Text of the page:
For years, gender roles have impacted what jobs men and women pursue.
The Volante talked with three male students who’ve entered majors that are primarily pursued by women or often stereotypically thought of as feminine.
According to the United States Census Bureau, only nine percent of nurses in the U.S. in 2011 were male.
A lifeguarding class showed junior Steven Howell the benefits of working in a medical field, he said. When it came time to decide his major, nursing presented itself as a career with great potential, he said.
“I just like making people feel good,” he said. “I’m just a people-pleaser.”
Howell made the move from the Chicago suburbs to USD so he could participate in swimming and major in the nursing program.
He believes gender shouldn’t matter as long as people are compassionate, have patient-centered care and possess critical thinking skills.
“It’s a field where you have to kind of open up and you have to be sensitive to other people,” he said.
Regan Luken, a nursing faculty advisor, said it’s important to have diversity in the field of nursing in order to provide better care to a diverse population.
“The times are changing, and so we’re seeing more and more men in nursing nationwide,” Luken said.
Howell said his biggest challenge has nothing to do with gender – it’s balancing 20 hours of swimming practice a week and his heavy workload in the nursing program.
After graduation, Howell said he hopes to move back home and get a job working in an ER unit.
“I like the fast pace,” Howell said. “All kinds of different things are going to come into the ER.”
Fifth-year senior Braeden Garrett has been involved in theater since he was three years old.
Garrett is a musical theater major and dance minor. He said it makes him happy to be involved in something that’s sometimes perceived as abnormal for men.
“A lot of guys tend to think that theater is not masculine,” Garrett said. “That’s why you see less men in theater at a younger age, because people get made fun of.”
Theater chair Raimondo Genna said if everyone followed gender stereotypes, a lot of talented men and women wouldn’t have contributed to theater.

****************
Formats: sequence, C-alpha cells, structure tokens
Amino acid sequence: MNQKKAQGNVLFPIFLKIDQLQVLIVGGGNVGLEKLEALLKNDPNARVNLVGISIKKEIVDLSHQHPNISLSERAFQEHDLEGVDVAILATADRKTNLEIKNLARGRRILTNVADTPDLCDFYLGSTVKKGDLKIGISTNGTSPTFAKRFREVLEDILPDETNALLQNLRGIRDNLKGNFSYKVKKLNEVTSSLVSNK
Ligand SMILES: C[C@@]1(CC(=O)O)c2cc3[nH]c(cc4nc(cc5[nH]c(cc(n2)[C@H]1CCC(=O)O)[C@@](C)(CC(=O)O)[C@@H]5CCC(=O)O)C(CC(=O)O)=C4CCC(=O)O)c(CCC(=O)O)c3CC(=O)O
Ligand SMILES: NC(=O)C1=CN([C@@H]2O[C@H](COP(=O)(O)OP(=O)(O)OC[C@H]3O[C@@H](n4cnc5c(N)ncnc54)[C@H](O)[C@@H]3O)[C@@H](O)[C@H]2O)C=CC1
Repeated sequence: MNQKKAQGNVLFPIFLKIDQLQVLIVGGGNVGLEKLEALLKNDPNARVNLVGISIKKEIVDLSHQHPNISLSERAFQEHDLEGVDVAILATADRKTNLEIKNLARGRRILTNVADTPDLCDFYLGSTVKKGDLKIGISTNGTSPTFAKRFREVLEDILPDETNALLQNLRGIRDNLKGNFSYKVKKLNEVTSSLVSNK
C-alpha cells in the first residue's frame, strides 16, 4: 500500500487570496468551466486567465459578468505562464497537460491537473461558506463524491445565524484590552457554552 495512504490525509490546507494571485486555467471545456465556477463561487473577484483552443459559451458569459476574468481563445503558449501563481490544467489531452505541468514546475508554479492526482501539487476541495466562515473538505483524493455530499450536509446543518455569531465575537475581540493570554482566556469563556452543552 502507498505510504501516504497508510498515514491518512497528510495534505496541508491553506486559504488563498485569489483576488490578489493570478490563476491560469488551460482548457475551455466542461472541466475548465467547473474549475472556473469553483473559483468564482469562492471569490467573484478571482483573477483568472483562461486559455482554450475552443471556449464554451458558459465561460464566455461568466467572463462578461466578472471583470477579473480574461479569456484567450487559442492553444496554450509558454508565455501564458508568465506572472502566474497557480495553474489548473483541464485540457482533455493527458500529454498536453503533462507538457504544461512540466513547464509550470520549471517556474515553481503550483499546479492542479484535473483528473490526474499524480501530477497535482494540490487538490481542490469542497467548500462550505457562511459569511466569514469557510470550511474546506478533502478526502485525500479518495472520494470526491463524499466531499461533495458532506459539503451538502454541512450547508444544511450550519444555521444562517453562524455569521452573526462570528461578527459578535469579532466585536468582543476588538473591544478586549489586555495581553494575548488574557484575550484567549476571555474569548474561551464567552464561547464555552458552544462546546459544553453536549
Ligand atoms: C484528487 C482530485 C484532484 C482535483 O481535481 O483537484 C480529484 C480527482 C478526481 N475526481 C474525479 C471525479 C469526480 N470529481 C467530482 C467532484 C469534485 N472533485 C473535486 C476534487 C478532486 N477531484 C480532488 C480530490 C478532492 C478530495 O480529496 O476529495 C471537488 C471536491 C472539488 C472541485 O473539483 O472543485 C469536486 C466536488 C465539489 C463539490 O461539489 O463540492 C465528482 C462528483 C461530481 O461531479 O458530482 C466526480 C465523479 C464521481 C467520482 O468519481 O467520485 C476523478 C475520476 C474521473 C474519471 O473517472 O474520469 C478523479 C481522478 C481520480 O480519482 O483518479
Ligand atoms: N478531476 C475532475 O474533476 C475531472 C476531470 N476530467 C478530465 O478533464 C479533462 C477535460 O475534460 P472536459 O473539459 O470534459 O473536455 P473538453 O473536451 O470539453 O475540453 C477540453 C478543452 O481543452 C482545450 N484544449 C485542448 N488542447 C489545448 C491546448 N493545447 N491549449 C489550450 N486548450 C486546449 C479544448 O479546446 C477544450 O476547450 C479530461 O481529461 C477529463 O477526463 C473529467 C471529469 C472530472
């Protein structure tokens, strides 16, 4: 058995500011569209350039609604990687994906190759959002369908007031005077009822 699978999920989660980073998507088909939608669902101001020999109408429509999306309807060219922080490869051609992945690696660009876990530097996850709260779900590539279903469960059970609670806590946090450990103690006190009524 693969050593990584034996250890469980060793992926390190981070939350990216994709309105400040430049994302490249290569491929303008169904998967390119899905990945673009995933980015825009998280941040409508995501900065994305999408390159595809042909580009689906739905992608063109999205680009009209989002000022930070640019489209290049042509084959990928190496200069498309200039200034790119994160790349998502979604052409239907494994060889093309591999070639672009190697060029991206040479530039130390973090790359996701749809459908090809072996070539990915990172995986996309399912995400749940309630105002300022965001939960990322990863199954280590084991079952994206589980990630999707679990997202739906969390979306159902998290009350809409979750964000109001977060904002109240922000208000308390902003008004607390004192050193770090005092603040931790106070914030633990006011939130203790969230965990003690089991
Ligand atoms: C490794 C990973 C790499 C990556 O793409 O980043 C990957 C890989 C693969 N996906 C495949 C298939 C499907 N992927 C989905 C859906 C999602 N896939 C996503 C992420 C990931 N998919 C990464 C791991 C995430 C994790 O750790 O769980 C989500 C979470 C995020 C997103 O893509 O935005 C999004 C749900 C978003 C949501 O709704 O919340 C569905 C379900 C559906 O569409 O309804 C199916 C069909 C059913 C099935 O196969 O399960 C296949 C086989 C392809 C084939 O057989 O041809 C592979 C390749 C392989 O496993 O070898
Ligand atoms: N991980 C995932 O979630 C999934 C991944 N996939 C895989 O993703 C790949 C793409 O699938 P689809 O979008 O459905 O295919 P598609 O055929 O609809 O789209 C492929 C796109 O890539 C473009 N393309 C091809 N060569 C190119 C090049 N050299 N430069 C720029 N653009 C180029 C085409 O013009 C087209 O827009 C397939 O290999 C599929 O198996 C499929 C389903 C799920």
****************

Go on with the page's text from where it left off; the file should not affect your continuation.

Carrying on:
“The important thing is to kind of move away from jobs that are for men or for women,” Genna said. “It’s hurtful towards society when we restrict people and tell them that they can’t do something because of their biology.”
After watching his father perform in a production at a young age, Garrett said he decided he wanted to be just like him. Because of his father’s influence, the stigma that men shouldn’t do theater because it “isn’t masculine” never impacted his major and career choices.
“You don’t really notice a big difference in men to women because you’re not really focusing on that as much as you’re focusing on your career,” Garrett said.
Garrett came to South Dakota from Washington to be part of USD’s theater program. In his final semester, he said it feels good to push the boundaries of stereotypical gender roles.
“If you have a passion, just follow it,” he said.
After graduation, Garrett plans to go back to Washington and audition in Seattle for cruise lines. After that, he’ll go to New York for audition season for Broadway shows and commercials.
“This program prepares us exceptionally well for the professional world,” Garrett said. “It’s amazing the amount of preparation I’ve seen in USD students compared to some students from other universities in a professional setting.”
Eldon Warner, a junior from Council Bluffs, IA, said he chose USD so he could participate in track and music performance.
Growing up with a grandma who was a music teacher and a dad who played the drum set, Warner said the musical influence throughout his life impacted him.
“Most vocal performance music majors you find are female, but there’s still some outliers out there,” Warner said. “It’s not too rare, but it’s enough to where you’re still an outlier.”
He said he encourages everyone to follow their passion despite gender stereotypes, because there are always roles that need to be filled.
“If music’s what you love, then do it. If nursing’s what you love, then do that,” he said. “Find something that you can do that doesn’t feel like a job.”
Music chair David Holdhusen said he likes to see men inspire one another in the program.
“Once they get in there and they’re in a comfort area, then they can really grow and learn what it means, and then hopefully inspire the musicianship of the younger students,” Holdhusen said.
Holdhusen said an increase in men majoring in music would be beneficial to USD and the state, and would be better for the overall growth of music in the country.
Warner said he likes to meet other men majoring in music. He said he enjoys finding people with the same passion and love for music.
“I truly find myself most happy when I’m doing music,” Warner said.
After graduation, Warner said he’ll look for a graduate program in a place where opera programs are more prominent.
“We’re living in a progressive world where gender boundaries are being torn down left and right,” Warner said. “If you’re worried about being seen as a feminine person because you do this or being seen as a masculine person because you’re a woman and you do this, in 20 years none of that is going to matter.”
This is part one of a two-part series on gender stereotypes. Next week’s issue will include part two, which will feature women in majors traditionally pursued by men.